[Future concerns] As the court recognized that Mr. Kaneko is NOT malicious developer, Winny ruling shocks Japanese industry including hobbist programmers. The border of guilty and innocent software developer is not clear.

CPSR/Japan will also support and co-operate Mr. Kaneko and LSE. CPSR/Japan will held a chapter's conference in Tokyo to discuss the effect of Winny ruling on January 13 Saturday 2007.


* Research paper on Winny network contents is available in English: Tatsuo Tanaka Does file sharing reduce music CD sales?: A case of Japan Hitotsubashi University IIR WP#05-08 (2004/12/13)

-- Comment by Isamu Kaneko December 13, 2006 (Originally in Japanese, available at )

Today, I have been found guilty as an accessory to copyright violation. Winny's usefullness is somthing that will extend into the future. Therefore, I believe that it's true value will be recognized in the future. I am dissapointed with the present ruling.

I have repeatedly warned, "do not exchange illegal files" when releasing Winny. And I have repeatedly warned against illegal file exchanges in my commnets to 2-channel and other forums. I am not sure what more would be needed to further make my case.

My biggest concern about this ruling is the chilling effect that many software developers may shy away from developing useful technologies, fearing prosecution based on this vague possiblity of becoming an accessory. This saddens me the most. Times are changing, and we need to cope with that.

I am going to appeal this ruling, in order to raise awareness on the role of technology in these times.


Almost like clockwork, hitting 40 years old seems to have triggered a series of alarms that I need to watch my health more. Blood tests show various things that I need to watch out for and I continue to be fatter than I should. I used to do low-carb diets when I got overweight, but it seems like a fat/meat diet right now wouldn't be good for my heart and other things.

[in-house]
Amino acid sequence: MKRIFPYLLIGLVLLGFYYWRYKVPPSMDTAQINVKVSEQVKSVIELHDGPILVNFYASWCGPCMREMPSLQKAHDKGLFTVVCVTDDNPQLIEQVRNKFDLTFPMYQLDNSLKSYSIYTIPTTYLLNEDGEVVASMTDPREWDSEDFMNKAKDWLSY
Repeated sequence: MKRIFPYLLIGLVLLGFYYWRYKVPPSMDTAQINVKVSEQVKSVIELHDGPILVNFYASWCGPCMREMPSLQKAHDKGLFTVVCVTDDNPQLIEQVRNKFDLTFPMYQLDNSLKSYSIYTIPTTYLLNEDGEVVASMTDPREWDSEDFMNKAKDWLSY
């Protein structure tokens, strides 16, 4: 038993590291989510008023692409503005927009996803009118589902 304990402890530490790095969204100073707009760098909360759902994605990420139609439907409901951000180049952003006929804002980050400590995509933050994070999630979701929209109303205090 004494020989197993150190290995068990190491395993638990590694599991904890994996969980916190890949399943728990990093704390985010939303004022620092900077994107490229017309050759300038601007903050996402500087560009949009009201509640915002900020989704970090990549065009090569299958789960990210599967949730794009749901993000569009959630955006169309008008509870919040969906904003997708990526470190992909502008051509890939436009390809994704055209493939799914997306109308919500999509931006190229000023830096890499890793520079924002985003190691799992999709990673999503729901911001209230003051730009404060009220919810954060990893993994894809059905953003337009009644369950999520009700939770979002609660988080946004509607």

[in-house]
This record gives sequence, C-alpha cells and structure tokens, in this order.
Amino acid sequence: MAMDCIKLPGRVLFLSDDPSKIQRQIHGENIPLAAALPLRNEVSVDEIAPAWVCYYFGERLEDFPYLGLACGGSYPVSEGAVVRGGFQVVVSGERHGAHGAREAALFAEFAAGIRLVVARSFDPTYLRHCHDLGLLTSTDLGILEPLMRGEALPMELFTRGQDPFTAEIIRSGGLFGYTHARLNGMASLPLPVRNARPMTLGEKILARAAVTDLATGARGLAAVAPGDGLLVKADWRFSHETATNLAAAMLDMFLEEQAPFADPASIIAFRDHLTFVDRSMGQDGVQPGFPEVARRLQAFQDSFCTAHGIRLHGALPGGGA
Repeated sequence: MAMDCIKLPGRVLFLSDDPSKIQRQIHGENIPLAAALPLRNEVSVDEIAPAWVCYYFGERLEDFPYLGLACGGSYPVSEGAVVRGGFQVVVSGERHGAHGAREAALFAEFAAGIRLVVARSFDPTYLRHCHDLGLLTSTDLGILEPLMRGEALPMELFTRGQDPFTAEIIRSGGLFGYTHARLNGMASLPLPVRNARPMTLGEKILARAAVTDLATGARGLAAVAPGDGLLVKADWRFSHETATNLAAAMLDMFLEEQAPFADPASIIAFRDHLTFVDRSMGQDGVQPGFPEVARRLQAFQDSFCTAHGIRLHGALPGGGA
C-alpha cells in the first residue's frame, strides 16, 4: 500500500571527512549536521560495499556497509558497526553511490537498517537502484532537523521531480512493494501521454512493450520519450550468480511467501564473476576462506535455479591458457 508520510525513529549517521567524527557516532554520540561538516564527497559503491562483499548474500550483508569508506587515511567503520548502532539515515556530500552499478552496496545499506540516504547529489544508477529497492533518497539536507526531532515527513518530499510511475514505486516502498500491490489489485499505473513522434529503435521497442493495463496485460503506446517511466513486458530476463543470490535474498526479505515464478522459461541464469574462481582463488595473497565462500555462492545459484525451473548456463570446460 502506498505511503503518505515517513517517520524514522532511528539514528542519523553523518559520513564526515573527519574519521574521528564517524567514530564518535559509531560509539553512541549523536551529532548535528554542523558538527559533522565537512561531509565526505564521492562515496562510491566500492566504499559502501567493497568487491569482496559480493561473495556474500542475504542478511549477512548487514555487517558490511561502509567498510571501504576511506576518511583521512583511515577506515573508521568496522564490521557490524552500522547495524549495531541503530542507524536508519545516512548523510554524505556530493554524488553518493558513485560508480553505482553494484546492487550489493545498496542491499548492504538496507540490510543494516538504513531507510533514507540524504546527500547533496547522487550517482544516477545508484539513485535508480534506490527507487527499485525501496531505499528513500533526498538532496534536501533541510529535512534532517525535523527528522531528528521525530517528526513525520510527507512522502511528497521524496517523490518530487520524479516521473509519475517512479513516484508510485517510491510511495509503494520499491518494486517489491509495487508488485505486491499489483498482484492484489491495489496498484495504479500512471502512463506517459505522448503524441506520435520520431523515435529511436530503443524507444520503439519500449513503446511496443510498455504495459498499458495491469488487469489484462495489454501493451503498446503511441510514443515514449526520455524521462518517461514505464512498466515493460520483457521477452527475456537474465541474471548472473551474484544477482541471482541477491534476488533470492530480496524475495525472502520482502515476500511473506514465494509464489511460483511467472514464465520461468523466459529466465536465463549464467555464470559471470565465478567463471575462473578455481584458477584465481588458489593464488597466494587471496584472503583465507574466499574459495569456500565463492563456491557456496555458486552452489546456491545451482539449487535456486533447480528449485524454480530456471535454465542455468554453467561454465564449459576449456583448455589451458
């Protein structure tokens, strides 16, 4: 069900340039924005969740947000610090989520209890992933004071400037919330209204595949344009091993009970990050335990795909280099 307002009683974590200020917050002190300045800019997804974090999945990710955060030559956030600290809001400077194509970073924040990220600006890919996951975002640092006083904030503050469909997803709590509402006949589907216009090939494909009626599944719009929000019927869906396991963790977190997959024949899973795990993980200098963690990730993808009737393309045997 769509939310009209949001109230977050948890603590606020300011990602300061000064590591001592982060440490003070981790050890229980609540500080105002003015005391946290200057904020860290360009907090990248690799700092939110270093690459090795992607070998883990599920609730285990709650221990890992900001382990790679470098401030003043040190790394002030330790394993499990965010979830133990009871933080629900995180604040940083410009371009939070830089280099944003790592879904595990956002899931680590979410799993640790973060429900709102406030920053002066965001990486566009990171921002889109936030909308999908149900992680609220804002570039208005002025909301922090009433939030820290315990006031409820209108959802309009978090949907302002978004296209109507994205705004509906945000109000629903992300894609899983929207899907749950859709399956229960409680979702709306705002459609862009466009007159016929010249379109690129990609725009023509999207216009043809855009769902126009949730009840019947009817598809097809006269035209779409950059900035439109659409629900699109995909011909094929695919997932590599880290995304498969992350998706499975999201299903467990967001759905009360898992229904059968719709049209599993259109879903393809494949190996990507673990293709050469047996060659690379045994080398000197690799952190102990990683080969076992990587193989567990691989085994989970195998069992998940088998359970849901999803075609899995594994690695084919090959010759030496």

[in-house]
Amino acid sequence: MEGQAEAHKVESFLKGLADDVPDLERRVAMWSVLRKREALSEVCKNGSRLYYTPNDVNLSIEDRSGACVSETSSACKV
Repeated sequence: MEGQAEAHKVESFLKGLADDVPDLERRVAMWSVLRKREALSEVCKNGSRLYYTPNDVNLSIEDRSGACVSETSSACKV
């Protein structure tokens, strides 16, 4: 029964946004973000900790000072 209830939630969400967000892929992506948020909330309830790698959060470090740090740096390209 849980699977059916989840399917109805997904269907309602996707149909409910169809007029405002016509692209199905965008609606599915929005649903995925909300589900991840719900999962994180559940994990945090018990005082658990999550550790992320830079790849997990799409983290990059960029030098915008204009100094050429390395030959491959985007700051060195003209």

I was discussing exercise plans and being fat with a friend of mine who recommended that I check out Eat to Live by Dr. Fuhrman. I googled around looking for more information. Wikipedia provided rather bland neutral results. Some people seemed critical of him, but in the comments were blasted by others who disagreed. I couldn't find anything authoritatively negative about this book or Dr. Fuhrman. (I didn't look TOO hard though.)

His website and the book come off a bit salesy, but I tend to expect that from mass market books in the US. I've just started reading the book. I apologize for blogging before I read, but I wanted to post this while I read the book in case anyone had experience with Dr. Fuhrman, his recommendations in his book or thoughts on his assertions.

It is pretty straightforward. Eat lots of fiber. Cut down on meats, fish, oil and carbs. He has a notion of health = nutrition / calories and the importance of focusing on foods that have a high nutrition vs calorie ration. Fruits are OK.

Anyway, I think I'm going to give this a try. It starts with a 6 week aggressive "detox" and then goes into a more forgiving mode that allows you to eat most anything, but requires you to take in large amounts of vegetables and fruits.

I just sent a bunch of joke gifts to people from Now it thinks I'm a weirdo/nerd who buys Devo hats and obscure programming books. Too bad I don't have any more crazy friends that I need to harass.

So a word of advice to those who plan on sending joke presents for the Holidays. Don't use your main Amazon account. ;-P